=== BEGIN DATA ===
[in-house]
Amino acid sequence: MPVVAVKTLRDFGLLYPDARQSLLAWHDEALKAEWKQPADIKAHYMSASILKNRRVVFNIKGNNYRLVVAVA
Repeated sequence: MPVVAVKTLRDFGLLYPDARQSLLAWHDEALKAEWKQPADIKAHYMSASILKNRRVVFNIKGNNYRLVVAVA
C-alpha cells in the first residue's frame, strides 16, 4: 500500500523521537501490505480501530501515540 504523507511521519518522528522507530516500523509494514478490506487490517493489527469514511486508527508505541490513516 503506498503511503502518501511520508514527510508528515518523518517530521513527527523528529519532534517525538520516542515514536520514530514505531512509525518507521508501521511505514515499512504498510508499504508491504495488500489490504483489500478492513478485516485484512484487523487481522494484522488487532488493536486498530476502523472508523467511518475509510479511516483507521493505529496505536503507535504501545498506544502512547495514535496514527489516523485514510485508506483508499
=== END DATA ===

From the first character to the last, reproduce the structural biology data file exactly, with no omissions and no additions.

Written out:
[in-house]
Amino acid sequence: MPVVAVKTLRDFGLLYPDARQSLLAWHDEALKAEWKQPADIKAHYMSASILKNRRVVFNIKGNNYRLVVAVA
Repeated sequence: MPVVAVKTLRDFGLLYPDARQSLLAWHDEALKAEWKQPADIKAHYMSASILKNRRVVFNIKGNNYRLVVAVA
C-alpha cells in the first residue's frame, strides 16, 4: 500500500523521537501490505480501530501515540 504523507511521519518522528522507530516500523509494514478490506487490517493489527469514511486508527508505541490513516 503506498503511503502518501511520508514527510508528515518523518517530521513527527523528529519532534517525538520516542515514536520514530514505531512509525518507521508501521511505514515499512504498510508499504508491504495488500489490504483489500478492513478485516485484512484487523487481522494484522488487532488493536486498530476502523472508523467511518475509510479511516483507521493505529496505536503507535504501545498506544502512547495514535496514527489516523485514510485508506483508499